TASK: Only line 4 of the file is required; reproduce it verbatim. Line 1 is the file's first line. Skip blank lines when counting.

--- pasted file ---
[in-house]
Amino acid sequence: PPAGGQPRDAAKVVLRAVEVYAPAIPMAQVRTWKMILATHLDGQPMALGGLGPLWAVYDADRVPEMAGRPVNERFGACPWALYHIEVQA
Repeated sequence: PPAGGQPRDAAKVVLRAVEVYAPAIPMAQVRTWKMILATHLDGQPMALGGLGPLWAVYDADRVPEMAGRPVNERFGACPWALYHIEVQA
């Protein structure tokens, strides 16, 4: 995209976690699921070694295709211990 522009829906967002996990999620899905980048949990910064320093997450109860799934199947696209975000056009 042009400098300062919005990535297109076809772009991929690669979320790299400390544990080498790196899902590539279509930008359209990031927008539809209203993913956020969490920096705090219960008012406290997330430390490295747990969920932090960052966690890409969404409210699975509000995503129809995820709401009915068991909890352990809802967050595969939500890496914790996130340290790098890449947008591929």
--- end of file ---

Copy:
């Protein structure tokens, strides 16, 4: 995209976690699921070694295709211990 522009829906967002996990999620899905980048949990910064320093997450109860799934199947696209975000056009 042009400098300062919005990535297109076809772009991929690669979320790299400390544990080498790196899902590539279509930008359209990031927008539809209203993913956020969490920096705090219960008012406290997330430390490295747990969920932090960052966690890409969404409210699975509000995503129809995820709401009915068991909890352990809802967050595969939500890496914790996130340290790098890449947008591929």